Pacific Crest prides itself on the fact that we will take the time to educate board and new association managers.
There are concepts, terminology and formulas that we utilize in completing a reserve study. More in depth articles can be found in the Reserve Studies area of this site which is a great resource for industry articles written by professional reserve analysts.
What a Reserve Study Is and What a Reserve Study is Not
There is often confusion with Board Members and other Vendors as to what the reserve study is and what it is not. Below is a breakdown of what you should expect of a reserve study when ordering for any Association you are working with:
A Reserve Study Is:
A budgeting tool utilized by an Association for the long term allocation rates to the reserve account.
A timeline for expected common area expenses and it provides related expenses for these common area expenses.
An indicator of where the Associations funding level is in relation to the reserve account balance.
A Reserve Study Is Not:
It is not the annual recommended budget or a document to rely on for annual maintenance expenses – a reserve study may give guidance for the ongoing maintenance of some common areas in order to maximize or extend the useful life of the component (e.g. remove oil stains from asphalt, carpet cleaning or pressure washing recommendations) but there is not related costs for these recommendations.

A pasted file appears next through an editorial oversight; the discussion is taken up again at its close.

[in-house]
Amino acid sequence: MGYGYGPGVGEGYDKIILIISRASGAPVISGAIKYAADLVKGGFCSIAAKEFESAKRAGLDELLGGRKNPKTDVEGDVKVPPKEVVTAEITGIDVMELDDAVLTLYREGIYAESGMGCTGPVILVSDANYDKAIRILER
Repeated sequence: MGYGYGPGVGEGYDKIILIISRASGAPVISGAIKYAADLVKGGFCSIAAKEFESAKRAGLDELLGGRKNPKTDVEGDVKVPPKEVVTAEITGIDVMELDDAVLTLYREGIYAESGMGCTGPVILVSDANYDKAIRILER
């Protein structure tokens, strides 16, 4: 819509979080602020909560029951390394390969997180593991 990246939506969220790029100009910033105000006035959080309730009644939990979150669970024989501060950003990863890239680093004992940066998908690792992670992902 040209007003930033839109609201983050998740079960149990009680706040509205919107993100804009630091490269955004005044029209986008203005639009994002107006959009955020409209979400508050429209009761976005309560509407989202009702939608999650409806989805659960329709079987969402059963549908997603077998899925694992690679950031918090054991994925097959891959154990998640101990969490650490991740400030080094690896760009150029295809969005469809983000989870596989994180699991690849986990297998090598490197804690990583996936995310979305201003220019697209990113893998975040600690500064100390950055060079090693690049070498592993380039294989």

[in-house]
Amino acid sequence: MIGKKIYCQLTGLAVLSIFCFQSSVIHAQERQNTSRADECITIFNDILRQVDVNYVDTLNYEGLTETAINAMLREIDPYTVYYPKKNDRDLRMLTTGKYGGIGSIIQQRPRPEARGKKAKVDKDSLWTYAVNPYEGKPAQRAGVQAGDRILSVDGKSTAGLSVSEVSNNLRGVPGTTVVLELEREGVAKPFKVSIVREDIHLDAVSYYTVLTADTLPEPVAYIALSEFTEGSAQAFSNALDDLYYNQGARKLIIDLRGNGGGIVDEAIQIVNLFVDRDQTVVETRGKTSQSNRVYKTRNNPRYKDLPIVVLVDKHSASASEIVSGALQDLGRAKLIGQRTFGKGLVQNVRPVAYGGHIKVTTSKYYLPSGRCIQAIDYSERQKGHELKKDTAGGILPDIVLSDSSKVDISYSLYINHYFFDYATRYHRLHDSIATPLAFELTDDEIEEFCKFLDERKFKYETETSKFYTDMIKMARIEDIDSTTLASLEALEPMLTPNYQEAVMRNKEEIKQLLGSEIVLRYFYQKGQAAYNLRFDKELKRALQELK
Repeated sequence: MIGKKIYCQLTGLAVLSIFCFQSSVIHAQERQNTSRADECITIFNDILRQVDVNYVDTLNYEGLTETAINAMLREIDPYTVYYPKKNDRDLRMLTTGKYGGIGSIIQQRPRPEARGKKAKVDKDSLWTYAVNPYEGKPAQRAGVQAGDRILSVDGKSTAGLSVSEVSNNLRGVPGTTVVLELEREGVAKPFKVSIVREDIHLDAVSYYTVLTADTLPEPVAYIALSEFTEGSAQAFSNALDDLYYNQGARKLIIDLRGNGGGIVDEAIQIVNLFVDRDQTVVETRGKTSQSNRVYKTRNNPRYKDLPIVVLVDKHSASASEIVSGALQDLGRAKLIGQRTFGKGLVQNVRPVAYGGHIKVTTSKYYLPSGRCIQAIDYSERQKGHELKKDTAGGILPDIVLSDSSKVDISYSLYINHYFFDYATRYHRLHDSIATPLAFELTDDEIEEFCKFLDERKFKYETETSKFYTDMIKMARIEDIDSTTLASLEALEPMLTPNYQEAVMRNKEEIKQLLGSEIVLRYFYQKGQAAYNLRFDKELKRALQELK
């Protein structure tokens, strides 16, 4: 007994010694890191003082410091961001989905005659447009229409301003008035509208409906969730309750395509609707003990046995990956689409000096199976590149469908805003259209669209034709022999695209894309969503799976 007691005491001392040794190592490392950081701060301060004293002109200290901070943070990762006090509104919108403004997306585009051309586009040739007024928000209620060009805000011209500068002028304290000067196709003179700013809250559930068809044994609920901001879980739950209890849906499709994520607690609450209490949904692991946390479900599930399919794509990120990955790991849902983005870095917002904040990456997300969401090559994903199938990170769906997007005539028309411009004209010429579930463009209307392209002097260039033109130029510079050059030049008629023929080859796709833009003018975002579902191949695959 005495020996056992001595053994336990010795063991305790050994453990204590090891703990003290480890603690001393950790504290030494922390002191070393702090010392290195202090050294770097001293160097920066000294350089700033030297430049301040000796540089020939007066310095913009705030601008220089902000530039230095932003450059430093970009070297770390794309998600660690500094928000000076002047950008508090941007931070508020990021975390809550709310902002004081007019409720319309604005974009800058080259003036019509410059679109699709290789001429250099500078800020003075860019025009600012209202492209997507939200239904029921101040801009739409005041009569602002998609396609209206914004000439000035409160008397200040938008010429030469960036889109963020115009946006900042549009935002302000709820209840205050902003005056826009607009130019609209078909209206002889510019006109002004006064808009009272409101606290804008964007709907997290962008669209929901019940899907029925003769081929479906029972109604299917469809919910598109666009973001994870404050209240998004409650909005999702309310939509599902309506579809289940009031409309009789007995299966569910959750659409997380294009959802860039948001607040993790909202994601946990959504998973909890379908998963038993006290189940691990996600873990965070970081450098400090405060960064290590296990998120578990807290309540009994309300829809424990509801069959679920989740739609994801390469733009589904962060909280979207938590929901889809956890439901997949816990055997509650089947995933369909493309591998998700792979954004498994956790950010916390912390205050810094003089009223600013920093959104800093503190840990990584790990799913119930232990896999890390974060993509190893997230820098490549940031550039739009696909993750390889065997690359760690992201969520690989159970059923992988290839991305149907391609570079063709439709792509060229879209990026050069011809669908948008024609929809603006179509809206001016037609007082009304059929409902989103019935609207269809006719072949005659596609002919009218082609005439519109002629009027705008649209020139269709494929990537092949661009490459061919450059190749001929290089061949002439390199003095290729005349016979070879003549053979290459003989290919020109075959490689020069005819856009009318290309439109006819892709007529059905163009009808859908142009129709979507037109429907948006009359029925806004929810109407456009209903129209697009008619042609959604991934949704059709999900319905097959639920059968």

The reserve study is not a comprehensive building inspection, engineering report, an instrument to perform exhaustive testing and does not provide the reasons for common area component failures.
The reserve study does not provide recommendations for upgrades or replacement of components unless they are required to meet code, energy or safety requirements. An example of this would be replacing chain link fencing with a costly decorative wrought iron fencing as this would typically be considered a capital improvement and not a reserve expense.
Lastly a reserve study is not set in stone but is an evergreen document that will change with yearly updates. The component list, their related costs and their related useful life expectancy will change with time as a history of actual expenses is developed and replacement costs are established.
Most associations will have two or more accounts established with at least one being the operating account and the other being the reserve account. The reserves may also be held in long term bonds, CDs and money market accounts. etc. They are used as below:
Operating / Maintenance Account: pays for ongoing maintenance expenses related to items such as insurance, utilities, maintenance of common area such (e.g. mowing the lawn & cleaning the pool). The operating account is often set up with the bank under a checking account as there is a lot of activity from this account and money is constantly moving in and out of it.
Reserve Account(s) : pays for common area expenses related to larger scale replacement and repair that are less frequent but tend to be more costly. This would include common asset replacement expenses such as roofing, exterior paint, pool resurfacing, etc. Associations will also use longer term products such as bonds, CDs or money markets.